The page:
Iran's plan for US invasion
Iran, apparently anticipating an American invasion, has quietly been restructuring its military and testing a new military doctrine that calls for a decentralized, Iraqi-style guerrilla campaign against an invading force.It sounds like a strategy for defeat. No rational country plans to lose and then fight with a raiding strategy, because the US can then easily overthrow the government and keep it out of power with out occupation. It does sound like Iran is more realistic about their prospects in a fight with the US than many of the US commentators who have been building Iran up over the last year in hopes of frightening the US out of a confrontation. In fact, Iran is as weak or weaker than Iraq who they fought to a stand still in the 80's by marching young men over the mine fields to clear the way for attacks by follow on troops. That same Iraqi Army that stopped the Iranians for years was defeated twice by the US and coalition partners in short order each time. Another problem with Iran's strategy is that all of Iran's military assets would be destroyed quickly and she would be left to fight with little more than light infantry and little hope for a sanctuary state to manufacture IED's in.
Iran's military planners are acutely aware that a military confrontation with technologically more advanced U.S. armed forces would be rapid and multifronted, unlike the static and slow-paced 1980-88 war with Saddam Hussein's Iraq.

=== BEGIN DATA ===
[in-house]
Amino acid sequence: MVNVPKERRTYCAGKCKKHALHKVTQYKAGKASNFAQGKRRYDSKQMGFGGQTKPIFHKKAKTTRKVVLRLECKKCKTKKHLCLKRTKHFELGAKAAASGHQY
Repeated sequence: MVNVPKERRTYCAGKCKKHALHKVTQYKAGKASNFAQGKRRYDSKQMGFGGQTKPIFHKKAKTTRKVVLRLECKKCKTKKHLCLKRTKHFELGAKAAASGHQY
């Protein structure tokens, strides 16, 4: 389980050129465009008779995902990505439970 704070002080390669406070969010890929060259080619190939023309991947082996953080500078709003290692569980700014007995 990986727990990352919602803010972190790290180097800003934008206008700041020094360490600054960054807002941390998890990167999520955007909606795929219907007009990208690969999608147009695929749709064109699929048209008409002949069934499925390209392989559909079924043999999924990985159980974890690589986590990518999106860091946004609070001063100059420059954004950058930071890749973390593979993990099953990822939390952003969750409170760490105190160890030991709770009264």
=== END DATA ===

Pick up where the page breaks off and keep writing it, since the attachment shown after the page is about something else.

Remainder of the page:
Therefore, a series of war games have been carried out since late last year to test the army's readiness.
In December, more than 15,000 members of the regular armed forces participated in an exercise in northwestern Iran's strategically sensitive Azerbaijan border provinces that focused on irregular warfare carried out by highly mobile army units, according to the official MENA news agency.
A second exercise was conducted in the majority-Arab province of Khuzestan in September, according to the Iranian press, aimed at quelling insurgencies in areas subject to ethnic unrest and prone to foreign influence.
Involving a reported 100,000 troops, the exercise provided an example of how the Islamic Republic would respond to further disturbances in the strategic, oil-rich province that has been the scene of a year-old terrorist bombing campaign.
Iranian officials, including the interior and the intelligence ministers, as well as several religious leaders, have repeatedly blamed the disturbances on British forces occupying nearby southern Iraq.
At the same time, a European military attache in Tehran told The Washington Times that the Revolutionary Guard is moving away from a joint command with the ordinary army and taking a more prominent role in controlling Iran's often porous borders, even as it makes each of Iran's border provinces autonomous in the event of war.
Iranian war planners expect that the first step taken by an invading force would be to occupy the oil-rich Khuzestan region, secure the sensitive Strait of Hormuz and cut off the Iranian military's oil supply.
Foreign diplomats who monitor Iran's army say that Iran's leadership has acknowledged it stands little chance of defeating U.S. armed forces with conventional military doctrine.
The shift in focus to guerrilla warfare against an occupying army in the aftermath of a successful invasion mirrors developments in Iraq, where a triumphant U.S. military campaign has been followed by three years of slow, indecisive struggle with insurgent and terrorist forces.